I’m here. Alive. No tears. No serious problems.

I’ve already gotten to the point where it’s overwhelming to describe any given day.

Good Morning Saquisili

I’ve spent the last two weeks at the high school pretty much just walking around looking a bit out of place. I’ve been observing 5 English teachers in their classes everyday from 7:50-1ish. The standard daily routine involves waking up, shivering, taking a super quick cold shower, trying to get dressed as quickly as possible and using the blow dryer to warm up. I leave about 7:30 and walk the 5 minutes to the high school. Walking on Thursday (market day) is the most entertaining. I’ve seen a woman carrying a pig on a leash and 4 llamas chilling in a bed of hay in the back of a pickup truck. I get to the front gate of the school and greet Nacho, the janitor/groundskeeper. We do the usual Ecua-greeting of asking each other about 5 different ways how we’ve been since the last time we saw each other (the day before) and I’m always convinced that he holds the cheek kiss just a little too long. Need to get better at reading signs like this. I walk toward the Inspector’s office (informal teacher’s lounge) and usually am stopped by no less than 10 people who offer up the standard kiss on the right cheek and the succession of como le va?/como está?/como ha pasado?/que tal? combo. All of which I answer with a simple bien. I repeat the questions, they answer, and I’m on to the next unknown teacher. I’ve started taking notes on people so I can remember them. There’s 50+ teachers and I can name about 5 of them.

Ongoing List of Teachers

By the time I’ve greeted all the staff who don’t have classes 1st hour, they ring the doorbell (read: end-of-class bell) and I’m off to find my first English teacher of the day. Observing=boring. The first week, I introduced myself to each class and promptly went to sit at a desk in the back and remain silent for the remainder of the class. Last week I worked up to walking around class, telling kids to be quiet, and helping with simple questions.

I’ve been avoiding the teacher’s lounge which is probably not the best course of action. For one, they all drink instant Nescafe which I find almost unbearable. Plus, I’m the youngest person at the school who’s not a student AND most of the teachers think I can’t speak Spanish because I only speak English to the English teachers. I’m definitely confident enough to carry on a decent conversation but the situation would probably be awkward in English too. Working on getting better at conversing in Spanish with people who are 30+ years older than me and who I don’t have a whole lot in common with. On the other hand, I’ve been spending recreo (the 30-min. recess between 4th and 5th hour) outside with the kids. The kids who are interested come up and ask me tons of questions and we have little learning moments in English. Way more interesting than sitting in the teacher’s lounge drinking bad coffee and awkwardly trying to have a conversation.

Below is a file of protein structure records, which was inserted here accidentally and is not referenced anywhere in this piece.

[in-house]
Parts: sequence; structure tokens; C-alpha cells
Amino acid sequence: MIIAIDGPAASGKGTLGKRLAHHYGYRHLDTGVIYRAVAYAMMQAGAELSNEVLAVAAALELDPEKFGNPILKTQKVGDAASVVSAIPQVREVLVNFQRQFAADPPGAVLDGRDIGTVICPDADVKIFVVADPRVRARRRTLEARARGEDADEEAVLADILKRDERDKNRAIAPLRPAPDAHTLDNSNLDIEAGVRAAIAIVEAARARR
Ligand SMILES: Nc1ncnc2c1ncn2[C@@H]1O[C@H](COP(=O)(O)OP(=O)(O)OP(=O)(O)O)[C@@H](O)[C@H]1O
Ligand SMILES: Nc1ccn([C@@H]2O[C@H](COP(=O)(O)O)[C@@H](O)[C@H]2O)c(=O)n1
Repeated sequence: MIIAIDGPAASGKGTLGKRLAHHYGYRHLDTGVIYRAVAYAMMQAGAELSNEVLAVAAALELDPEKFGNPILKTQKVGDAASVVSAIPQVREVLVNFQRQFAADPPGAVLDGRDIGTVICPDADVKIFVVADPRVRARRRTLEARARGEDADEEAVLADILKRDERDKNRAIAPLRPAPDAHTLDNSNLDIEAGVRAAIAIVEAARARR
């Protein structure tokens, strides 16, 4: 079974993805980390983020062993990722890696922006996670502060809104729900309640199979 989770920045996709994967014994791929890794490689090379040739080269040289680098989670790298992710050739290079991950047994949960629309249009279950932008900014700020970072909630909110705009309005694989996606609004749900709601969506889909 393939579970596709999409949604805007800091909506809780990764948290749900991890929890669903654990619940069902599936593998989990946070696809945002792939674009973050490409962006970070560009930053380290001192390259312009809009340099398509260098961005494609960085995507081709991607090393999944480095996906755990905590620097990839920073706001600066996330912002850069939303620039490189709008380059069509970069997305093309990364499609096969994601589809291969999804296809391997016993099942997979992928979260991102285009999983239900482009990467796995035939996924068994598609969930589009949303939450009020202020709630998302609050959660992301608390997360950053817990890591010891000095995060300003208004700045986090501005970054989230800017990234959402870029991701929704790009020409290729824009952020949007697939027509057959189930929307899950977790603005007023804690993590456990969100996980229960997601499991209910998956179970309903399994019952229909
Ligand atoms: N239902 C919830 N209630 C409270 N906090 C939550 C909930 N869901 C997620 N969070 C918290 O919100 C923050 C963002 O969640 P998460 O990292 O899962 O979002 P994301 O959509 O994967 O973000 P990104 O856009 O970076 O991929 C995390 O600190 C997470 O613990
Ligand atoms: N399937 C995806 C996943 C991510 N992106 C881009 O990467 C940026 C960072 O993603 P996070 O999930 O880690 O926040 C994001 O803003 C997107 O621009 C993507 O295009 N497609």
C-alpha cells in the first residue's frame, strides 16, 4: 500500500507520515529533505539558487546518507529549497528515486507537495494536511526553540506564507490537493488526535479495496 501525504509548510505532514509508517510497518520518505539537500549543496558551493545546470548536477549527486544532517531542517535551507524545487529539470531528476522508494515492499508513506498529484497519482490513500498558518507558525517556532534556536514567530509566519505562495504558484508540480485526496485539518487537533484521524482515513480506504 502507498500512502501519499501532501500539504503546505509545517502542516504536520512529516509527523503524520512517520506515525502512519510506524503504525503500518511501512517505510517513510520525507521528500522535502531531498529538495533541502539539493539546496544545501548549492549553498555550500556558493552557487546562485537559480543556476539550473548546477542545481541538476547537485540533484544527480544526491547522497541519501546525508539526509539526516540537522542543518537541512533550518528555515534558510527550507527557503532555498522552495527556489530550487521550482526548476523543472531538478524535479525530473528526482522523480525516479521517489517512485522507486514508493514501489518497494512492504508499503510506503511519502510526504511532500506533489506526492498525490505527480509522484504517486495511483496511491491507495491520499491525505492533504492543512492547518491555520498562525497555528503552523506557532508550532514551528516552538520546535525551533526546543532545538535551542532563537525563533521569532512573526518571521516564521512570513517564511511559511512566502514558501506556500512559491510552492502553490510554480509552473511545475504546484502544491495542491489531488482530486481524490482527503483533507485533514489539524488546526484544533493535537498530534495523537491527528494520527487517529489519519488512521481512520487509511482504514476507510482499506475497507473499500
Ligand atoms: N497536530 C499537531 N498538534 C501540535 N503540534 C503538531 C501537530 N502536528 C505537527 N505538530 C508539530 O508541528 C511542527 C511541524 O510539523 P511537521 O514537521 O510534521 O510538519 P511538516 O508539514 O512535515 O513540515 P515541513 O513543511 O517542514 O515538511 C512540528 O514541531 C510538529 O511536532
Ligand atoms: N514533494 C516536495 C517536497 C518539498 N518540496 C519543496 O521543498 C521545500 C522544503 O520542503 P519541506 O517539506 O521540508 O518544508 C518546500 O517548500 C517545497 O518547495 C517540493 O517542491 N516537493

After my last class, I mill about and wait for my host mom (also a teacher) to go to lunch. We go with about 3-4 other teachers to some lady’s house down the street for lunch. We basically eat in her living room and she serves us up a variety of rice, potatoes, meat, salad, and soup…standard Ecua-fare for $2. Not too shabby. My tolerance is growing with the food although I still have a long way to go.

Most of the teachers speak fairly well, some better than others. They need help with things like pronunciation and spelling. English is a ridiculous language. We have all these goals laid out by the Peace Corps for the next 2 years but my main goal is to build the confidence of the teachers. One teacher stopped in the middle of her lesson and told me in front of the entire class that she can’t speak English and the kids can’t understand. Hello confidence booster.

I’ve started going back to school after lunch in the hopes of doing something productive with the teachers until they leave at 3pm. I gave my first little presentation on co-teaching methods last week which went relatively well. One of our goals is to improve the teaching methodologies of the English teachers. Currently, they all follow the Ministry of Education-issued book. Its not bad but definitely not interesting. Since some of the teachers aren’t too confident with their own English, they do exactly what’s in the book with no variation or explanation. There’s a teacher’s book that has every single answer to every activity meaning no planning is required. I’ve noticed some don’t even explain vocabulary at all which is completely necessary if you’re trying to learn another language.

Getting things done is SLOWWWWW. It took me a week to confirm a time to give the co-teaching presentation. Friday, I was supposed to make copies of the lessons and present some activities I’d thought of for the lessons tomorrow (Monday). I stayed up til 12:30 Thursday night working on stuff. I get to school on Friday and am told there’s a party for the teachers that afternoon. They cancelled the last class of the day because the parents made food for National Teacher’s Day. Needless to say, we ate fried pork, drank whiskey, and danced in the teacher’s lounge til 3:30. So much for making copies or planning. I keep reminding myself to integrate, integrate, integrate.

Walking Home

(That’s Cotopaxi Volcano in the background. :))

Advertisements